Welcome to Naples: The city that eats, sleeps and breathes football

Updated 12:53 PM EST, Thu November 9, 2017
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Story highlights

Napoli lead Serie A by two points

Face second place Inter Saturday

(CNN) —  

Walking down Naples’ narrow streets, they say you can taste football.

Mix with the Neapolitan people, the fans, the shopkeepers and you can feel the city lives football.

“If you see a 90-year-old lady in Naples, she is a supporter of the team,” one local taxi driver tells Copa90.

“Every young player who plays football here dreams of putting on the Napoli shirt,” says Antonio Piccolo, who works at the Arci Scampia football school in Northern Naples.

“Napoli is the pride of Naples,” adds Antonello, a Napoli ultra from the San Paolo stadium’s Curva B. “Perhaps in Milan they have businesses and industries – we only have football.”

That reference also touches upon the historical antagonism between Northern and Southern Italy.

When Napoli won its first Serie A title in 1987, the Gentleman Ultra website notes: “In the city, mock funerals were held for Juventus. Naples finally had a riposte to their overweening Northern foes: ‘May 1987, the other Italy has been defeated, a new empire is born.’”

Key to that 1987 title success was Diego Maradona, who moved to Napoli from Barcelona in 1984 for a then world-record fee of $10.5 million.

“In Naples he led a third-rate Italian club to its first-ever league championship, giving him the status of a demi-God among the downtrodden southerners,” wrote Jimmy Burns, the author of a biography on Maradona.

The Naples club won a second Scudetto in 1990, but a year later Maradona failed a drugs test and he left Italy in disgrace after he was handed a 15-month ban.

Second coming

This season, Napoli are again the talk of Europe.

Under coach Maurizio Sarri, a former banker and amateur footballer, they remain the only side in the top five leagues with a perfect record.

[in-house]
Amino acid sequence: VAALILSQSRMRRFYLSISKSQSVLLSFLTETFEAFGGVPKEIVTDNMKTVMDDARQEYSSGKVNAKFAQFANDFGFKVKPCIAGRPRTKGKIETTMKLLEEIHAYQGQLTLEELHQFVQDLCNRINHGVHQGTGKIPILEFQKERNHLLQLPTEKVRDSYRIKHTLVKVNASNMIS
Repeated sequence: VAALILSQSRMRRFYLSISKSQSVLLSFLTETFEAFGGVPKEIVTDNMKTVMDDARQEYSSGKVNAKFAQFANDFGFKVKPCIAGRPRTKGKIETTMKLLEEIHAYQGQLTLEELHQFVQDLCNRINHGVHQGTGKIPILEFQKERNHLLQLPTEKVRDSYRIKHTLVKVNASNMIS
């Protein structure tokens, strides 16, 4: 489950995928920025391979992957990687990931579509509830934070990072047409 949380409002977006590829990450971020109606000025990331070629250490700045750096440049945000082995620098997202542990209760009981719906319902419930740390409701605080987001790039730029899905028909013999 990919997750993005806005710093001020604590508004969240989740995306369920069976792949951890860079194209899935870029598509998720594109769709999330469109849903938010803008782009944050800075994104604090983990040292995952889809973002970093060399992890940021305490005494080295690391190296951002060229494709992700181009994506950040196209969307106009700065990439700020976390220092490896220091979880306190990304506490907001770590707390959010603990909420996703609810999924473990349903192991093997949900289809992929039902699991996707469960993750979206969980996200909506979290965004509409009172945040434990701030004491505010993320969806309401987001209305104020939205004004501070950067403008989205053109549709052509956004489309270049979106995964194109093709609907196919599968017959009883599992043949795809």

With an exhilarating forward line of Dries Mertens, Jose Callejon and Napoli-born local hero Lorenzo Insigne, the ‘Partenopei’ have plundered 28 goals in their opening eight Serie A games.

Supporting them from midfield is the long-limbed, spiky-haired Marek Hamsik. The Slovakian has just celebrated a decade at Napoli, moving from Brescia in 2007 and has gone on to become club captain.

If Maradona is the “God” of Naples, then it might be fair to say Hamsik is rapidly becoming the second coming.

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For years, this one-club city has felt shackled by the memory of the great Argentine, unable to move on from the glory years which saw Napoli claim those Scudetti in 1987 and 1990.

Arguably this season presents Napoli their best opportunity yet to find closure on that chapter of history and start writing a new one of their own.

Not only has the club already laid down an early marker for Serie A’s chasing teams, but Hamsik also needs just two more goals to break Maradona’s 26-year record.

The 30-year-old currently sits on 114 goals, needing one more to equal Maradona’s 115-goal haul and there would be no better time to achieve it than on Saturday.

At 7:45pm, the air in Naples, as former goalkeeper coach Xavi Valero described it, will be thick with the smell of football as Napoli welcome Inter Milan to the intimidating San Paolo stadium.

Currently in second place, lurking just two points behind Napoli, Inter have been Italy’s surprise package.

While the world looked on in awe at the squad city rivals AC Milan assembled in the summer, it was Inter who went about their business in a quieter, more effective fashion.

Regardless, Napoli remain favorites going into the match, though they could be without one part of their feared attacking trident.

Insigne was substituted as a precaution in Tuesday’s Champions League defeat to Manchester City and, although initial tests ruled out a muscular tear, he remains is a doubt for the match.

“The tests confirmed the diagnosis of muscular fatigue made in the dressing room at the Etihad,” Napoli said in a statement.

“The forward will receive treatment today at Castelvolturno, and his condition will be evaluated tomorrow.”

Having directly contributed to seven league goals this season (three goals, four assists), Insigne’s presence would be sorely missed.

But Inter’s last win at the San Paolo came 20 years ago and midfielder Amadou Diawara, who scored his first professional goal against Manchester City, is confident of a result.

It could be argued the match against Inter will be Napoli’s sternest test so far, but this is a team that has already traveled to Roma and Lazio – and won.

“There’s a lot at stake and we want to give everything,” he said. “It’s going to be a tough match but an interesting one too. We’re playing at the San Paolo in front of our fans, who will give us a massive boost.

“We’re really motivated to do well, but we know we’re playing a team that’s in great form. I hope it can be another magical night for us.”